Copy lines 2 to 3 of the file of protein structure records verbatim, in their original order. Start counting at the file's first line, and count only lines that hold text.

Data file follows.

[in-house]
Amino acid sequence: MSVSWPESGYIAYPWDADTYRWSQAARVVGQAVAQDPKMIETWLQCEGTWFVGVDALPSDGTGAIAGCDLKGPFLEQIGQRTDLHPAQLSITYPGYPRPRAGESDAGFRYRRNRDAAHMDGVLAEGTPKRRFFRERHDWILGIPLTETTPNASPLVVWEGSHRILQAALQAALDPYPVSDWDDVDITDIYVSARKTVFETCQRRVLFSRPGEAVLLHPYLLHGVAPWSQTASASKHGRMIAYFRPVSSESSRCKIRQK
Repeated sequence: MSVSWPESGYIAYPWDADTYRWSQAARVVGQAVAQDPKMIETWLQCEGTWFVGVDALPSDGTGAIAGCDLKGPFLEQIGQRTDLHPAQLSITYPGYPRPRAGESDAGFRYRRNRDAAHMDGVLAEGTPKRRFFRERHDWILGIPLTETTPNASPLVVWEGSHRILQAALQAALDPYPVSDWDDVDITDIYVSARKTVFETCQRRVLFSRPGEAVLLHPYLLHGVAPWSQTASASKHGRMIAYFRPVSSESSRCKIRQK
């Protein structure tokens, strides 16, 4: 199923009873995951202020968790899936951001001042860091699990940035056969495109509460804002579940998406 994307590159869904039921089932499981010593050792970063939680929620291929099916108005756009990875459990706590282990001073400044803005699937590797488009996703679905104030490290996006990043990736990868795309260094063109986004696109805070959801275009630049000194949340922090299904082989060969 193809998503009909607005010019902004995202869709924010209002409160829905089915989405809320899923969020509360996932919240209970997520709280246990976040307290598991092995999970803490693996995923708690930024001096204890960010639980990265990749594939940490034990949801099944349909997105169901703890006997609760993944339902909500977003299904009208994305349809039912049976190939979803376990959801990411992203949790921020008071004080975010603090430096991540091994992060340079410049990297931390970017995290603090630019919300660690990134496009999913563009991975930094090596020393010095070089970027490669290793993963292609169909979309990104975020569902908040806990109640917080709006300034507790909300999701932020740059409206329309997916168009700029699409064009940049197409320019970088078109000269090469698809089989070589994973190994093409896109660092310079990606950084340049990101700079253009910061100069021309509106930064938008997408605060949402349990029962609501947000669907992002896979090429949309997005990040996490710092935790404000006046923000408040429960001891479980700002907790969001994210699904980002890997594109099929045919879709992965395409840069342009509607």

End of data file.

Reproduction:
Amino acid sequence: MSVSWPESGYIAYPWDADTYRWSQAARVVGQAVAQDPKMIETWLQCEGTWFVGVDALPSDGTGAIAGCDLKGPFLEQIGQRTDLHPAQLSITYPGYPRPRAGESDAGFRYRRNRDAAHMDGVLAEGTPKRRFFRERHDWILGIPLTETTPNASPLVVWEGSHRILQAALQAALDPYPVSDWDDVDITDIYVSARKTVFETCQRRVLFSRPGEAVLLHPYLLHGVAPWSQTASASKHGRMIAYFRPVSSESSRCKIRQK
Repeated sequence: MSVSWPESGYIAYPWDADTYRWSQAARVVGQAVAQDPKMIETWLQCEGTWFVGVDALPSDGTGAIAGCDLKGPFLEQIGQRTDLHPAQLSITYPGYPRPRAGESDAGFRYRRNRDAAHMDGVLAEGTPKRRFFRERHDWILGIPLTETTPNASPLVVWEGSHRILQAALQAALDPYPVSDWDDVDITDIYVSARKTVFETCQRRVLFSRPGEAVLLHPYLLHGVAPWSQTASASKHGRMIAYFRPVSSESSRCKIRQK